Checklist: Pet care when you’re sick

If you’re one of the 62% of households in Australia with a pet, you’re no doubt aware of the love and comfort they can bring. 

Most pets do, of course, also bring obligations. Regular feeding, grooming, and other care are part of the package. While this is likely to be something you’ve thought about before bringing a pet into your life, you may not have thought about what happens if you become unwell and are unable to meet some of those obligations. 

Here, we run through the things you need to think about if the unexpected does happen.

Immediate care 

You never know when you might fall unwell, so it’s best to ensure you have a plan for your pet’s care should the unexpected happen: 

  1. Do you have someone you can call on in an emergency to feed your pet? Talk to family, friends, neighbours and your local community network to find someone you can rely on in an emergency.
  2. Is there someone who’s willing and able to walk your pet for a short period if you can’t?
  3. Is the person who you can call on familiar with your pet and aware of any illnesses, injuries or special needs your pet has?
  4. Does the pet-carer have your contact details in case of an emergency?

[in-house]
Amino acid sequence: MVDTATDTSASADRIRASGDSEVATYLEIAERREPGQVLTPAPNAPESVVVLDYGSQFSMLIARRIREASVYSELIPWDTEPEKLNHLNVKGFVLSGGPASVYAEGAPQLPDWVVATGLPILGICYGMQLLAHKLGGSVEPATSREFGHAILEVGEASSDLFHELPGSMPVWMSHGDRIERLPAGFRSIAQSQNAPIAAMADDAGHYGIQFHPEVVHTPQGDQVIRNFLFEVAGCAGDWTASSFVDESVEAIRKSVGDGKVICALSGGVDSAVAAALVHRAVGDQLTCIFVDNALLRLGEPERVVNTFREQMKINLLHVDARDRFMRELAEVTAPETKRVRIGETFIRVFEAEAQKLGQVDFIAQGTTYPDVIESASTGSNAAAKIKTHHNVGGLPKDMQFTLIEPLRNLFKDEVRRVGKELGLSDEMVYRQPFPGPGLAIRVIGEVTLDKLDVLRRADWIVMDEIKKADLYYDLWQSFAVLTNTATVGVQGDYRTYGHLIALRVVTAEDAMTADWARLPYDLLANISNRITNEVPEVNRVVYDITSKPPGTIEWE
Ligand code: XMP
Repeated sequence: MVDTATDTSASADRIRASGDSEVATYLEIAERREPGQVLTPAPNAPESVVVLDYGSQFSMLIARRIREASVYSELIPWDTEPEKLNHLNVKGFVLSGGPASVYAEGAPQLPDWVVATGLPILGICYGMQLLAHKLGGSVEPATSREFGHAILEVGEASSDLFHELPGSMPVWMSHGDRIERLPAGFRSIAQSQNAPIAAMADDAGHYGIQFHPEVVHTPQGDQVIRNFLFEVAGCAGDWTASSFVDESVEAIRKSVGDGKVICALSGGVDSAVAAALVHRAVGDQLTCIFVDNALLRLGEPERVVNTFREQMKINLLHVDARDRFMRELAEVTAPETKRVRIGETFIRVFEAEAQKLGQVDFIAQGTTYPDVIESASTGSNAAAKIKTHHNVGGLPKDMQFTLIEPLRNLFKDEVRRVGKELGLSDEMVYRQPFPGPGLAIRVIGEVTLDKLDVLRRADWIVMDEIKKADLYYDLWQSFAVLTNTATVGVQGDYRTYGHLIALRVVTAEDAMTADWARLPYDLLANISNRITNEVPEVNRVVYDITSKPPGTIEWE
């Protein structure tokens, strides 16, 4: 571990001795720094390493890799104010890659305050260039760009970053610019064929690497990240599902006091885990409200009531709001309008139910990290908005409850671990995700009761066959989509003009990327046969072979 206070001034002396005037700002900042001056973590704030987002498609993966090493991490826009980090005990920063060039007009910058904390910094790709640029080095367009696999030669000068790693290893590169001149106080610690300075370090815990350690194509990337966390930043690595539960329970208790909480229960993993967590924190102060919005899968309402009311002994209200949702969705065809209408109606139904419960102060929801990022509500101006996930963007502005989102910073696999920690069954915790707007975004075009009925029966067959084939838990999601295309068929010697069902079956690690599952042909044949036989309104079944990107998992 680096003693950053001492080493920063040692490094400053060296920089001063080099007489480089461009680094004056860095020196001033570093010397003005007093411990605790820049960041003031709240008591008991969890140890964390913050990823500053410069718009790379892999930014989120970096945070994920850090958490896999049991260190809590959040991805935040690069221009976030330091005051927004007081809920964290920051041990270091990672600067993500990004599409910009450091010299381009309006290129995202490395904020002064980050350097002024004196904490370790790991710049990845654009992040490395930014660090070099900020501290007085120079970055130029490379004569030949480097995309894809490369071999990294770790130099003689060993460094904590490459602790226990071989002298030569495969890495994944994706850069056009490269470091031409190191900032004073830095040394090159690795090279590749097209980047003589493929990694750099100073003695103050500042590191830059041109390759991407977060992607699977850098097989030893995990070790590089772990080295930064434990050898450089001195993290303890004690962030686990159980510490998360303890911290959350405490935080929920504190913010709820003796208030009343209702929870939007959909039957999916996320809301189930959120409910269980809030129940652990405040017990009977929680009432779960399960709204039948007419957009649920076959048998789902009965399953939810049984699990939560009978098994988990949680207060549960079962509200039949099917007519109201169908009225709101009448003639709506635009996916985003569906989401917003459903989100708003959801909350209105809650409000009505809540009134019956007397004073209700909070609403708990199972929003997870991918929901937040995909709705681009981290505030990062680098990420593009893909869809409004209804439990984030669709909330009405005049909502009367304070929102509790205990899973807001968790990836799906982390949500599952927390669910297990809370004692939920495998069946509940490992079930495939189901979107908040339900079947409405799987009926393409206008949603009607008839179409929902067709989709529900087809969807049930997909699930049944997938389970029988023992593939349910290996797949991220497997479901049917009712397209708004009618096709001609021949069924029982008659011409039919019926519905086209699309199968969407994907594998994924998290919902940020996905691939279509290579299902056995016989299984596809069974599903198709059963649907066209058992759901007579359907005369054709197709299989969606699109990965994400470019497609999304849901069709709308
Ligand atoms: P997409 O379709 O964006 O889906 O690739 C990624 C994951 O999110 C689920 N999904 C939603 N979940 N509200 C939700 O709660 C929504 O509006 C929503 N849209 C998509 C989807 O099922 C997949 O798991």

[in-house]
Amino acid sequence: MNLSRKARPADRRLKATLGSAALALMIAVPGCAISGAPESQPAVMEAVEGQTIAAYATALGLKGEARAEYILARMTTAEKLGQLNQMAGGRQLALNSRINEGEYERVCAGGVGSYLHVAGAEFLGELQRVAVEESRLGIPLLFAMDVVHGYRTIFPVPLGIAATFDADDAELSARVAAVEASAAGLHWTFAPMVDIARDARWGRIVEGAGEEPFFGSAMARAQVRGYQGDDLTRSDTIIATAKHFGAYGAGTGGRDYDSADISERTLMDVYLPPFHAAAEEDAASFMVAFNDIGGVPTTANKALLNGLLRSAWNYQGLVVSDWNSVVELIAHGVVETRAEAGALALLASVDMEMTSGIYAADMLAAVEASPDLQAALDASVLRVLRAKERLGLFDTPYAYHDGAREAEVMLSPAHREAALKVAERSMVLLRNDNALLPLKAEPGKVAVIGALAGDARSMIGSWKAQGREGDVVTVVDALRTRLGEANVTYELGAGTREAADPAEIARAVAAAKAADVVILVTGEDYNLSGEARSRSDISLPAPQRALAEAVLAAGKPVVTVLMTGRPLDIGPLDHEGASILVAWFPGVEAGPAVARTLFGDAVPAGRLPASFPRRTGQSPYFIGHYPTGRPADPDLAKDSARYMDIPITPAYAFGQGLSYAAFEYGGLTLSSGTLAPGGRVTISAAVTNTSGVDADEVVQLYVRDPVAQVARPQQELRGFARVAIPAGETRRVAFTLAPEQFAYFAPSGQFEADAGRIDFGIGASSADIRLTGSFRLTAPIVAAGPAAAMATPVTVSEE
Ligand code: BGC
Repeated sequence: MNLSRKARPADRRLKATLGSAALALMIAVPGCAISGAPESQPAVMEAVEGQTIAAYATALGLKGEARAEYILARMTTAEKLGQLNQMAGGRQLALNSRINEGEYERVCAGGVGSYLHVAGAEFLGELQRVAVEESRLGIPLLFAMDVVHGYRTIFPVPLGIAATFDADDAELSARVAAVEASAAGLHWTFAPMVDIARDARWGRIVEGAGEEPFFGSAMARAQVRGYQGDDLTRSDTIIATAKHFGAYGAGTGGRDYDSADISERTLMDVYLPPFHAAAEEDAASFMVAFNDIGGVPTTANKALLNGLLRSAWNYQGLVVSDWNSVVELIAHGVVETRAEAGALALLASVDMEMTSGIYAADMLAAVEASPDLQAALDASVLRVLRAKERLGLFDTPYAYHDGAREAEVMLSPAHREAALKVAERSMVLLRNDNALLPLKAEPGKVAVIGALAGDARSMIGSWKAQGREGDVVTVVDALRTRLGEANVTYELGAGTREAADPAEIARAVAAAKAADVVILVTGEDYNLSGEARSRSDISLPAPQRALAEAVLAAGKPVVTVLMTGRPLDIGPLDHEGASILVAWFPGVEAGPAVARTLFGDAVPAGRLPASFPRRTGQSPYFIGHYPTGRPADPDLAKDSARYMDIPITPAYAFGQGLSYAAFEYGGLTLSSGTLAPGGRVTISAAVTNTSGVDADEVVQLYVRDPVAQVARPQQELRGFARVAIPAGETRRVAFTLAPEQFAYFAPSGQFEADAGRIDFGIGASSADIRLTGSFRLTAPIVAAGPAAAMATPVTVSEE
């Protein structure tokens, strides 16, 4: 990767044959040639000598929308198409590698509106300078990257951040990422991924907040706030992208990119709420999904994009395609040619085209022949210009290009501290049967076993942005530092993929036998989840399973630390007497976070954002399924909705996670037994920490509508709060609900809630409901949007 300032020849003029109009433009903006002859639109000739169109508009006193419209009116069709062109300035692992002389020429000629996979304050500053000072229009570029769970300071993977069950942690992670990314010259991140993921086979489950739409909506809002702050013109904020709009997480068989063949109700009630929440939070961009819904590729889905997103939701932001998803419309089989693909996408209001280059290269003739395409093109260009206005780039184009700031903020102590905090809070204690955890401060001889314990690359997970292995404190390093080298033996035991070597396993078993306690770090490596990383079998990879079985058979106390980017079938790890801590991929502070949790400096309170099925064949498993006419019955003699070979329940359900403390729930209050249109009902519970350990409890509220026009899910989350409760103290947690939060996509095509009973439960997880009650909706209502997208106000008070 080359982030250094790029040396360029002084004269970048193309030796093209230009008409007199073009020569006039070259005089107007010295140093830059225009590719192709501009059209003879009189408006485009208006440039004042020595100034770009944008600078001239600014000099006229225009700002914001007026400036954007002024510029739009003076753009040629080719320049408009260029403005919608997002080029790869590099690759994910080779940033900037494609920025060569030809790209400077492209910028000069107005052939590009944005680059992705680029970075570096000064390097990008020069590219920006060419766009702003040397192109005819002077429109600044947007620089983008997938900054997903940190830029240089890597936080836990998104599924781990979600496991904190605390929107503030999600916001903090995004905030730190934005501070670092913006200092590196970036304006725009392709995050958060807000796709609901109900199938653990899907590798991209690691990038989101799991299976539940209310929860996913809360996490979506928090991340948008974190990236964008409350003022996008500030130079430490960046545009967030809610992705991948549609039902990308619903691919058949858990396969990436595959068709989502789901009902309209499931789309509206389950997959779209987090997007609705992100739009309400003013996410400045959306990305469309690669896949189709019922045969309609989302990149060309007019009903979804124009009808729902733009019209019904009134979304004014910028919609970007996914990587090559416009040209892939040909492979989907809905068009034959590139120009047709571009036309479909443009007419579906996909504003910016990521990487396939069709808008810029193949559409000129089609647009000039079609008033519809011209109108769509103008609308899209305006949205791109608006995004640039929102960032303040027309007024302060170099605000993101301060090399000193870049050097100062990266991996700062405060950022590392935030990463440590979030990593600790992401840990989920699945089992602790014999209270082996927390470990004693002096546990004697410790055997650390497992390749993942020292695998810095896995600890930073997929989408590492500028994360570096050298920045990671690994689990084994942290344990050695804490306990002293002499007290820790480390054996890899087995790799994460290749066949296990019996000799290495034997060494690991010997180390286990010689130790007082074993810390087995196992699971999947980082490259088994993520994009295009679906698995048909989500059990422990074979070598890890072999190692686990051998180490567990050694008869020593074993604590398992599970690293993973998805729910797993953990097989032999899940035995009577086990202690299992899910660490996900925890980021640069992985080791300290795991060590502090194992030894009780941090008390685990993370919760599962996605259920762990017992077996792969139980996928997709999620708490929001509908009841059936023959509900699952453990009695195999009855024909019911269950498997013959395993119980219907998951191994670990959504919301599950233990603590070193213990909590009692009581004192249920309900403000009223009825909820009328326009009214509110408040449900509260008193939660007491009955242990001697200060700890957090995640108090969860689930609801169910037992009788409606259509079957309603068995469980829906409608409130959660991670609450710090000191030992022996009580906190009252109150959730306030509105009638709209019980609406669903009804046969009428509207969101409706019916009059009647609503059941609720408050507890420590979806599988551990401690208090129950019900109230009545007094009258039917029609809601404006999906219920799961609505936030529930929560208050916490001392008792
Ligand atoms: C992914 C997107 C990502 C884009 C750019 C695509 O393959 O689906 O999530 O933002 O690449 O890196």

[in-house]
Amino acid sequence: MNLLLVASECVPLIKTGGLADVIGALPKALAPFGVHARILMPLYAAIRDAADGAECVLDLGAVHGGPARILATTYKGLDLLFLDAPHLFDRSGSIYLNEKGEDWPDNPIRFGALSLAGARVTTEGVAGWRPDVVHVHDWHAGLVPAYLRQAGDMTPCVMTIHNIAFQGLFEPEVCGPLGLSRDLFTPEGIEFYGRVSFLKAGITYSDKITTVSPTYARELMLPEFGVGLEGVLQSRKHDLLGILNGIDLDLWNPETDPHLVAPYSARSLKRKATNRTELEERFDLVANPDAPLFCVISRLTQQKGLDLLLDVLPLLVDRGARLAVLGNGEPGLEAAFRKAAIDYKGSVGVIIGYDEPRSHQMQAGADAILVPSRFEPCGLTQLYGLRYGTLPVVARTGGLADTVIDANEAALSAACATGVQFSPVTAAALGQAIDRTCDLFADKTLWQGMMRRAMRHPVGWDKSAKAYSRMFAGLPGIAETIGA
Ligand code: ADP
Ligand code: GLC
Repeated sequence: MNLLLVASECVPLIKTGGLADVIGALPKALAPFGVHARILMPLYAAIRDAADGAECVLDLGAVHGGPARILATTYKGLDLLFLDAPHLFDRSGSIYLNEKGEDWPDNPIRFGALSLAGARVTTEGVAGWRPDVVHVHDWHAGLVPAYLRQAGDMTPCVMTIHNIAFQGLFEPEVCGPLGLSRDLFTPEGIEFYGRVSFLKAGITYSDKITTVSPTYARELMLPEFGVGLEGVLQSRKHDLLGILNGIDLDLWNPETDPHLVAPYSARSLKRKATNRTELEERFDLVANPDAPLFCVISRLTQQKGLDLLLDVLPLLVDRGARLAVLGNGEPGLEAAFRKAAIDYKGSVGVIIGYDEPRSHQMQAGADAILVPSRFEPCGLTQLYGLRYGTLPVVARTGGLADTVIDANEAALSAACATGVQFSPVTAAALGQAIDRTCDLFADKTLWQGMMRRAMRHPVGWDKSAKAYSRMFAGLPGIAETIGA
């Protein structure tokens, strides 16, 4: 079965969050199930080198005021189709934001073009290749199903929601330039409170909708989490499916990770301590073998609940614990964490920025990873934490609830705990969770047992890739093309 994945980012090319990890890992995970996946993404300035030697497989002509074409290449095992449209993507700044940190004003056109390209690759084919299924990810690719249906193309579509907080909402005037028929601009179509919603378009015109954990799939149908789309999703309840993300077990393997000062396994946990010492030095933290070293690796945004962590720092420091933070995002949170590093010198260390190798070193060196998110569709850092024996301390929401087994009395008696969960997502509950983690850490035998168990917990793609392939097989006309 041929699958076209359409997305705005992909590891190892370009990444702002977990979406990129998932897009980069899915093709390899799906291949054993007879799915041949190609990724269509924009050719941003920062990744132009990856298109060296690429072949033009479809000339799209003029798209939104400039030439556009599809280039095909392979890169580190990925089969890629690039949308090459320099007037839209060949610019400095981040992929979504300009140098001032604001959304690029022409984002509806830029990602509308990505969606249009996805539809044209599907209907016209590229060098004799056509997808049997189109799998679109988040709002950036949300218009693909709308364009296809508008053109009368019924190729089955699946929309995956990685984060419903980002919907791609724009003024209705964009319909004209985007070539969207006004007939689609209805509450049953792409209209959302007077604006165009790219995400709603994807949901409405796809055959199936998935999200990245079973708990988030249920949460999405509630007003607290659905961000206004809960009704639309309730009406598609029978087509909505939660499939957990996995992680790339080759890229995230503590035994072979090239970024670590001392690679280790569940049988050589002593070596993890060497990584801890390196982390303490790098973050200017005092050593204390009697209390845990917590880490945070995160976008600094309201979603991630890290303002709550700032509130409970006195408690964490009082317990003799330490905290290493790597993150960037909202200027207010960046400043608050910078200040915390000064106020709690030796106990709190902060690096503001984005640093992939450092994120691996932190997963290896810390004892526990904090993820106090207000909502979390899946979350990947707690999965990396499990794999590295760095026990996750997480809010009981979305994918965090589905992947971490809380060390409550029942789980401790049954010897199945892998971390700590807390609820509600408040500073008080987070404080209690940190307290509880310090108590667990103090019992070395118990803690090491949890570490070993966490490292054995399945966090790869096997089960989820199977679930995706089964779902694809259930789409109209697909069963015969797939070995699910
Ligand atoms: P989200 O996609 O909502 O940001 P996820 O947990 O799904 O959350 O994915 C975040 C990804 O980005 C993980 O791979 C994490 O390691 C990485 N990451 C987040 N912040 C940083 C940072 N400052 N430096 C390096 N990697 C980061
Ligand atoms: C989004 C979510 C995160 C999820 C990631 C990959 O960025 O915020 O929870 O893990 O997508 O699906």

5. Do you have a backup plan if your emergency pet-carer isn’t available? 
  6. Does your budget allow for pet boarding if you are required to stay in hospital? If not, pet insurance can provide for emergency boarding for your pet if you are its sole carer and you are hospitalised for more than five days in a row.

Bigger picture 

When thinking about the ongoing care of your pet, take into consideration things like whether your health issues are temporary or long-term and what support is available to you.

Some questions to consider are:

  • If your health circumstances change, can you afford the ongoing care of your pet or should you look at re-homing options? 
  • Have you created a long-term solution or plan to cover the possibility that your hospital stay or illness could go on longer than expected? 

The next step is to create a list of your pet’s basic needs. To access the right support, you can turn to family, friends, your local community and support organisations like RSPCA’s Community Aged Care program, which “aims to keep pets and their elderly owners happy, healthy and together in their own homes for as long as possible.”  

Peace of mind

  • Are your pet’s vaccinations up to date?

Some pet boarding facilities will require up-to-date vaccinations before accepting your pet, so don’t put them off. The added advantage is that your pet will always be protected against certain diseases.

  • Do you have pet insurance to cover the unexpected?

Pet insurance provides peace of mind and is especially useful as you (and your pet) get older. Check that your policy covers your pet’s boarding costs if you are hospitalised. Also check the percentage of your vet bills that are covered following an accident or illness and the amount you can claim each year.